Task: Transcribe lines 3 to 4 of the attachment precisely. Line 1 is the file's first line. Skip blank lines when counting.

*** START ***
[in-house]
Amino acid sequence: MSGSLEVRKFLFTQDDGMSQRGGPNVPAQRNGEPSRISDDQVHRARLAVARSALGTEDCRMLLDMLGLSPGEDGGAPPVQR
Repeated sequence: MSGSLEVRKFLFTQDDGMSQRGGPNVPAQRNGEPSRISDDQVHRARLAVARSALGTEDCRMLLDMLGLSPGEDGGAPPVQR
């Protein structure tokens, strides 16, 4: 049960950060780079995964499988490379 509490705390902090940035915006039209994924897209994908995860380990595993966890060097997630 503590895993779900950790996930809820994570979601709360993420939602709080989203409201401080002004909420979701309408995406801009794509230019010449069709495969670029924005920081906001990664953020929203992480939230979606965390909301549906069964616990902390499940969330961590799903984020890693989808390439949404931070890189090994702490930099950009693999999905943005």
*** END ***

Repeated sequence: MSGSLEVRKFLFTQDDGMSQRGGPNVPAQRNGEPSRISDDQVHRARLAVARSALGTEDCRMLLDMLGLSPGEDGGAPPVQR
């Protein structure tokens, strides 16, 4: 049960950060780079995964499988490379 509490705390902090940035915006039209994924897209994908995860380990595993966890060097997630 503590895993779900950790996930809820994570979601709360993420939602709080989203409201401080002004909420979701309408995406801009794509230019010449069709495969670029924005920081906001990664953020929203992480939230979606965390909301549906069964616990902390499940969330961590799903984020890693989808390439949404931070890189090994702490930099950009693999999905943005």